I have to confess that I didn’t get on with The Whole Wide Beauty, Emily Woof’s first novel. It was lauded to the skies by all and sundry but I gave it up so you may be surprised to hear that I was eager to give her second a try but its premise is particularly appealing. The bare bones are this: girl from one side of the tracks – comfy, middle-class, leftie activist parents – meets boy from the other side – council estate, working-class, Thatcherite mum and dad – they fall in love, the girl heads off to India, the boy to Oxford and then we see what happens, following them into their thirties. I find this structure a particularly attractive one: lots of lovely space for character development. So I pushed my reservations aside and was very pleased to have done so.
We start with Ursula lying in her pram looking delightedly up at a tree whose branches wave against the sky. Her mother’s inside, head in a pile of CND leaflets – a cause for which she has a passion. Only when she hears Ursula’s shrieks and spots a crow with its beak in her pram does Joyce pay attention. We follow Ursula through her childhood, standing on her head for hours in front of the TV, listening to her grandmother Mary’s litany of complaint, waking from nightmares of a nuclear holocaust, until aged fourteen she visits the hairdresser for an ill-advised perm (this is the ‘80s) and meets Jerry the trainee’s brother, precociously intelligent and the youngest member of Newcastle’s Literary and Philosophical Society. The narrative shifts back and forth between these two following them through their passionate teenage years until their paths fork, one leading to India from which Ursula returns deeply changed, and one to Oxford, where Jerry’s politics, background and sharp intellect mark him out. Into this are woven Mary’s memories of her past which become increasingly more real than her present. Right from the start Woof tells her readers that this is a book about love, but it’s also about the lack of it which has blighted Mary’s life.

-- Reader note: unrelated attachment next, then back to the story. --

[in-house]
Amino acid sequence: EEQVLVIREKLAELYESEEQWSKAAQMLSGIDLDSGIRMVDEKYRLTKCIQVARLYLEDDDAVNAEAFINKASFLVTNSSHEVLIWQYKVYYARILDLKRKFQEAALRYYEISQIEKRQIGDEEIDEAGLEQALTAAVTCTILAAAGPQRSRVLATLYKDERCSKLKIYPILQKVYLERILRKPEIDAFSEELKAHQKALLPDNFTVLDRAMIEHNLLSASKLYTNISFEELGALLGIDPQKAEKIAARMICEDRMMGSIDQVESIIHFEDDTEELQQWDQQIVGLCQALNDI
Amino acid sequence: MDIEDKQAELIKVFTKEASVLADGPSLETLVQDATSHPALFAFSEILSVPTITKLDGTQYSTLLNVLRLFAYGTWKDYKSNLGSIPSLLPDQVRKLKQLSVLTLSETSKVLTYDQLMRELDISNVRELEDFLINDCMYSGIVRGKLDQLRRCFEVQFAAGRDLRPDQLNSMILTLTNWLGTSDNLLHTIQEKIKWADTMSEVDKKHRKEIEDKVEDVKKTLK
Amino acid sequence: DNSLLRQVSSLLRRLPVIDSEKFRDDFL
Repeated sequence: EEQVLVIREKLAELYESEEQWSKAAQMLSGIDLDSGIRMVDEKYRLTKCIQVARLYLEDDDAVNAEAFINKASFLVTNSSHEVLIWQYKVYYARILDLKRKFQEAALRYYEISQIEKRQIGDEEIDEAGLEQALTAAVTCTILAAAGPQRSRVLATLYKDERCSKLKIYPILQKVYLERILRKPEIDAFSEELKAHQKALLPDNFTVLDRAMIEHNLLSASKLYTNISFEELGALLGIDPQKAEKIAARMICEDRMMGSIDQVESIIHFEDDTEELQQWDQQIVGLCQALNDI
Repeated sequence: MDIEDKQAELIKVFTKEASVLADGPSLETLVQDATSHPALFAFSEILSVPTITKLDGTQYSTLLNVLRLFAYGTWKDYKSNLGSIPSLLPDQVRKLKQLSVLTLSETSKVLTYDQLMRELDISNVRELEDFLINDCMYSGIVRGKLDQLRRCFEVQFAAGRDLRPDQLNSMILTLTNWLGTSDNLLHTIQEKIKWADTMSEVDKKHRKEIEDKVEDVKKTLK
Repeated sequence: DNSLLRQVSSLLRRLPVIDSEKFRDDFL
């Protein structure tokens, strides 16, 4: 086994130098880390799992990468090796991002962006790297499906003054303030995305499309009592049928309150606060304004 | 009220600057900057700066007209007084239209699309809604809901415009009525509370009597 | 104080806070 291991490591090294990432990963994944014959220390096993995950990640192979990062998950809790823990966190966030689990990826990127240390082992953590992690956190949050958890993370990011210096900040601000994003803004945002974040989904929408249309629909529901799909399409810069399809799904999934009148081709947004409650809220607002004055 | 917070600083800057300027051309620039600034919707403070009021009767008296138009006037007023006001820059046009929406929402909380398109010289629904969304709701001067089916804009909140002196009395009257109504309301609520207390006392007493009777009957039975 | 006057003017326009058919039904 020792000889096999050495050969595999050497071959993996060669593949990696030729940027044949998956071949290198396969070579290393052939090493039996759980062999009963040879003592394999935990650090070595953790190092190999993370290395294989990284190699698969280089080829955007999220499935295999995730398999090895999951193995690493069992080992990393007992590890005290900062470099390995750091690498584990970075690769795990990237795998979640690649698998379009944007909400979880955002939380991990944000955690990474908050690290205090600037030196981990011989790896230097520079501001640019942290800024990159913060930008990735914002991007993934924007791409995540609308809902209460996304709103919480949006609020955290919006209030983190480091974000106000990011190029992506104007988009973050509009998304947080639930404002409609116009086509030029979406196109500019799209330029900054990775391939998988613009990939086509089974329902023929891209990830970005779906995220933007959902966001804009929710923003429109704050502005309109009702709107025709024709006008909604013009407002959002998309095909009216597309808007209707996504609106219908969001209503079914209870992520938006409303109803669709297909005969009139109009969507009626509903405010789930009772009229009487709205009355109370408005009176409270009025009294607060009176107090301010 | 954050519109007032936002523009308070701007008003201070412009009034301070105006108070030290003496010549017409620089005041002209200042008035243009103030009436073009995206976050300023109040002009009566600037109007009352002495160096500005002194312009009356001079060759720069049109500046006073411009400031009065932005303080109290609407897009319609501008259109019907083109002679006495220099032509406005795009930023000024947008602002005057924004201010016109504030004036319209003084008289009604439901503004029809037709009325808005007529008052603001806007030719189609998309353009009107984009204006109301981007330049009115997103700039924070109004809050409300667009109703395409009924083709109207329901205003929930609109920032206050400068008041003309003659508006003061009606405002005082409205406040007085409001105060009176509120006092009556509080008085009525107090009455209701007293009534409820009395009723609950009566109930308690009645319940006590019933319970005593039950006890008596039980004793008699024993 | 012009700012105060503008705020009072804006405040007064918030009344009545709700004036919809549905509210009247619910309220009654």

Woof’s style is immensely engaging. Funny, a little eccentric, it reminded me of the early Kate Atkinson novels while the structure has a touch of David Nicholls with a hefty dash of sassy wit and political savvy. Ursula and Jerry are well drawn, nicely rounded, sharply tugging at your heartstrings and making you root for them. The connection between Ursula’s epiphany and her great-grandmother’s which led to so much misery for Mary seemed a little strained to me but that’s a small quibble in what is a thoroughly absorbing and entertaining novel, the kind you can happily polish off in one sitting. It might be time to take a second look at Woof’s first novel.